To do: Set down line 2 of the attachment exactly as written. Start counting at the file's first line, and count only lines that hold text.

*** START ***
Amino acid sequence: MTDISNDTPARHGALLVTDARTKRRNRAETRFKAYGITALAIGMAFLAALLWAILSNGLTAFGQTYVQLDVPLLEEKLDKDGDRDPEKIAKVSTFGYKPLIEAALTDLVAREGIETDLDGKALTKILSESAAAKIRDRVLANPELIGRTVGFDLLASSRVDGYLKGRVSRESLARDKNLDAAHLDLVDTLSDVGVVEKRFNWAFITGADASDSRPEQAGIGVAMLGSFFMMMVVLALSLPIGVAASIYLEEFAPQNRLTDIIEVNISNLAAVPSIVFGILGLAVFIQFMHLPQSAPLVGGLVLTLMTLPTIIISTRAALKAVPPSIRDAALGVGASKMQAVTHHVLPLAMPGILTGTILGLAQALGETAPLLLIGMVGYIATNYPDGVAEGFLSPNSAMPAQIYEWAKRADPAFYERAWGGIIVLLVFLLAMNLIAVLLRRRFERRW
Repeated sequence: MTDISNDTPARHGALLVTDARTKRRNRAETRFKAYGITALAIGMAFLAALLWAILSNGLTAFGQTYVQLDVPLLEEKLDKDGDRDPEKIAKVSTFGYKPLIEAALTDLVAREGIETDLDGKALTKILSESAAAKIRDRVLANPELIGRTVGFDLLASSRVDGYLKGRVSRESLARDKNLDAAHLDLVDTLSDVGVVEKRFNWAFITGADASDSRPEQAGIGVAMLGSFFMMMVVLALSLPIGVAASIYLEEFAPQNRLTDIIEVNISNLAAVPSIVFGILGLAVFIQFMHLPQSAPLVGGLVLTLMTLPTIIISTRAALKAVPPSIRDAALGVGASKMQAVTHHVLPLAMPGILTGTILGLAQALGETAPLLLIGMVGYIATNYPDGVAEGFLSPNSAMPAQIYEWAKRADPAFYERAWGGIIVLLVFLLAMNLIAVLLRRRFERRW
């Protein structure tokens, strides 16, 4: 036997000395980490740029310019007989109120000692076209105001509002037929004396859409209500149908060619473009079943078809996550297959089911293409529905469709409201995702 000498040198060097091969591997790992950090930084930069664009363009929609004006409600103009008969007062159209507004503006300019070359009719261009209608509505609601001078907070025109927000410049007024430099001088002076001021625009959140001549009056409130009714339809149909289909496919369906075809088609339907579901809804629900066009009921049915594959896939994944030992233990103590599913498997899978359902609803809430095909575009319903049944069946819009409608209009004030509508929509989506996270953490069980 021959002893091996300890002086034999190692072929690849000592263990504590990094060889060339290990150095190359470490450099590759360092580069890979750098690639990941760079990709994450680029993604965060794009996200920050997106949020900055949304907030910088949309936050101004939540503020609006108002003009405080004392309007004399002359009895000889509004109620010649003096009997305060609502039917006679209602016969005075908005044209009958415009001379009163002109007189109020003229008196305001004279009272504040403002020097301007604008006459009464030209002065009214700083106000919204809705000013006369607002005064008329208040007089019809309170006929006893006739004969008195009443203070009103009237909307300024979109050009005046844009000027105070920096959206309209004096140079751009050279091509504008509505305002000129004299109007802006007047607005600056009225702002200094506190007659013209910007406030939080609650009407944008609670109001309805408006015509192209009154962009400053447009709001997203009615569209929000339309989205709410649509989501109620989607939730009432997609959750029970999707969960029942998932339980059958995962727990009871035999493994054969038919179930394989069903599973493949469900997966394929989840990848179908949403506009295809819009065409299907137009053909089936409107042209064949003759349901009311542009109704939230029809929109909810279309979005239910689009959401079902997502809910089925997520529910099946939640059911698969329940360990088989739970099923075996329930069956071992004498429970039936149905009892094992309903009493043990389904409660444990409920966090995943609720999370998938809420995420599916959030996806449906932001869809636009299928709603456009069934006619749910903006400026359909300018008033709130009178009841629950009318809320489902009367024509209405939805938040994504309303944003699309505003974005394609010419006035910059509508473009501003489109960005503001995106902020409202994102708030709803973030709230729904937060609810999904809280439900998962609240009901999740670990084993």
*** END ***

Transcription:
Repeated sequence: MTDISNDTPARHGALLVTDARTKRRNRAETRFKAYGITALAIGMAFLAALLWAILSNGLTAFGQTYVQLDVPLLEEKLDKDGDRDPEKIAKVSTFGYKPLIEAALTDLVAREGIETDLDGKALTKILSESAAAKIRDRVLANPELIGRTVGFDLLASSRVDGYLKGRVSRESLARDKNLDAAHLDLVDTLSDVGVVEKRFNWAFITGADASDSRPEQAGIGVAMLGSFFMMMVVLALSLPIGVAASIYLEEFAPQNRLTDIIEVNISNLAAVPSIVFGILGLAVFIQFMHLPQSAPLVGGLVLTLMTLPTIIISTRAALKAVPPSIRDAALGVGASKMQAVTHHVLPLAMPGILTGTILGLAQALGETAPLLLIGMVGYIATNYPDGVAEGFLSPNSAMPAQIYEWAKRADPAFYERAWGGIIVLLVFLLAMNLIAVLLRRRFERRW